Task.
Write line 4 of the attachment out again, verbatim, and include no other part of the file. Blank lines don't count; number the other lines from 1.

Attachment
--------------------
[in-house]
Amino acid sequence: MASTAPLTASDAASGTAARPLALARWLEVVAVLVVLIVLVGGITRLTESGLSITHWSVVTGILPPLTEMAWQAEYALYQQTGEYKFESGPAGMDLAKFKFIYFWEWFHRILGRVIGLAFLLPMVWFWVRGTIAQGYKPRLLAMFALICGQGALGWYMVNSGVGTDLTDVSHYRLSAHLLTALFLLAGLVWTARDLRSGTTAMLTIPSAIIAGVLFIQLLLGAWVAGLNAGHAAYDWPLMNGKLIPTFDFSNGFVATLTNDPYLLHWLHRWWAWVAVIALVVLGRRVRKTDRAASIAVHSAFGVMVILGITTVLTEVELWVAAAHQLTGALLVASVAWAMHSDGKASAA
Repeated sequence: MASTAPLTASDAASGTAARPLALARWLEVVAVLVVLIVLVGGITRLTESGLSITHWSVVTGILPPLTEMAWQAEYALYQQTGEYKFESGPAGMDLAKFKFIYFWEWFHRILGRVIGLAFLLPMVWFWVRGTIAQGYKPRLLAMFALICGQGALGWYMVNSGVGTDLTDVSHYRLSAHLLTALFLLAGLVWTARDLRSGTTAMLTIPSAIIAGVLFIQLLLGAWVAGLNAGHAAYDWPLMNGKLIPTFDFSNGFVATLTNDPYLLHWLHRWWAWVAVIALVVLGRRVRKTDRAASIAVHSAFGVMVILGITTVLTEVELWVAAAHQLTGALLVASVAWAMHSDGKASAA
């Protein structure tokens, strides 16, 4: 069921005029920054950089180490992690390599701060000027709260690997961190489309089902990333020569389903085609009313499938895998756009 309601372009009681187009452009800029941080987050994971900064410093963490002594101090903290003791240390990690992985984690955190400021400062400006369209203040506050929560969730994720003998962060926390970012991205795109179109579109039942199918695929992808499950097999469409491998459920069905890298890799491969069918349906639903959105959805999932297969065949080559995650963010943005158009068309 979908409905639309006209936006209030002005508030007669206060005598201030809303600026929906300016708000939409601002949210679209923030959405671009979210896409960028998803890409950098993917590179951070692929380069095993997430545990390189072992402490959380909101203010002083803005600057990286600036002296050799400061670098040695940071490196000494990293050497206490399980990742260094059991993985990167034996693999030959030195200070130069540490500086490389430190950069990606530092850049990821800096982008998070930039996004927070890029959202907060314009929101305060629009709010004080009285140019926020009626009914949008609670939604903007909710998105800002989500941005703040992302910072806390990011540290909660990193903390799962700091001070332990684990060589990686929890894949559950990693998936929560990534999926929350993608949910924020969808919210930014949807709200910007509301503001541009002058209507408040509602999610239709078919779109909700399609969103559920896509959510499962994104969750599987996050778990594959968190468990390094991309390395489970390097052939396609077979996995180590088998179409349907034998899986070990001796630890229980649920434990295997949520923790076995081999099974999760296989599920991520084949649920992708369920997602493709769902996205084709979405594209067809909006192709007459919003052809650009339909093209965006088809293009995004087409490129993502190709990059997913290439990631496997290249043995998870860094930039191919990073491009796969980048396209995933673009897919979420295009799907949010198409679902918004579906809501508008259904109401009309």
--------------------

């Protein structure tokens, strides 16, 4: 069921005029920054950089180490992690390599701060000027709260690997961190489309089902990333020569389903085609009313499938895998756009 309601372009009681187009452009800029941080987050994971900064410093963490002594101090903290003791240390990690992985984690955190400021400062400006369209203040506050929560969730994720003998962060926390970012991205795109179109579109039942199918695929992808499950097999469409491998459920069905890298890799491969069918349906639903959105959805999932297969065949080559995650963010943005158009068309 979908409905639309006209936006209030002005508030007669206060005598201030809303600026929906300016708000939409601002949210679209923030959405671009979210896409960028998803890409950098993917590179951070692929380069095993997430545990390189072992402490959380909101203010002083803005600057990286600036002296050799400061670098040695940071490196000494990293050497206490399980990742260094059991993985990167034996693999030959030195200070130069540490500086490389430190950069990606530092850049990821800096982008998070930039996004927070890029959202907060314009929101305060629009709010004080009285140019926020009626009914949008609670939604903007909710998105800002989500941005703040992302910072806390990011540290909660990193903390799962700091001070332990684990060589990686929890894949559950990693998936929560990534999926929350993608949910924020969808919210930014949807709200910007509301503001541009002058209507408040509602999610239709078919779109909700399609969103559920896509959510499962994104969750599987996050778990594959968190468990390094991309390395489970390097052939396609077979996995180590088998179409349907034998899986070990001796630890229980649920434990295997949520923790076995081999099974999760296989599920991520084949649920992708369920997602493709769902996205084709979405594209067809909006192709007459919003052809650009339909093209965006088809293009995004087409490129993502190709990059997913290439990631496997290249043995998870860094930039191919990073491009796969980048396209995933673009897919979420295009799907949010198409679902918004579906809501508008259904109401009309």